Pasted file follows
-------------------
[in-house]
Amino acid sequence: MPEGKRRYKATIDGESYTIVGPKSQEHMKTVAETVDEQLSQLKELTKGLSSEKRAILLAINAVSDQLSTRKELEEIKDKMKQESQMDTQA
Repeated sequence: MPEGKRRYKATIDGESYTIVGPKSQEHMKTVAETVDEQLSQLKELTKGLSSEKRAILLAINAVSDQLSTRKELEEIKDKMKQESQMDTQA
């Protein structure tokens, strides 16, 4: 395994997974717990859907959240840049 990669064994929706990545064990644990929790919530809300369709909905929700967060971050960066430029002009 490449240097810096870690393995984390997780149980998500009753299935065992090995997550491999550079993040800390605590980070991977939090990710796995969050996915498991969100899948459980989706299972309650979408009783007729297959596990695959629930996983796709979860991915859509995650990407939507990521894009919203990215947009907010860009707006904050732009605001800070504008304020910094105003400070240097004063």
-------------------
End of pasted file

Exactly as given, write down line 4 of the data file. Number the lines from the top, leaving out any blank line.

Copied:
């Protein structure tokens, strides 16, 4: 395994997974717990859907959240840049 990669064994929706990545064990644990929790919530809300369709909905929700967060971050960066430029002009 490449240097810096870690393995984390997780149980998500009753299935065992090995997550491999550079993040800390605590980070991977939090990710796995969050996915498991969100899948459980989706299972309650979408009783007729297959596990695959629930996983796709979860991915859509995650990407939507990521894009919203990215947009907010860009707006904050732009605001800070504008304020910094105003400070240097004063």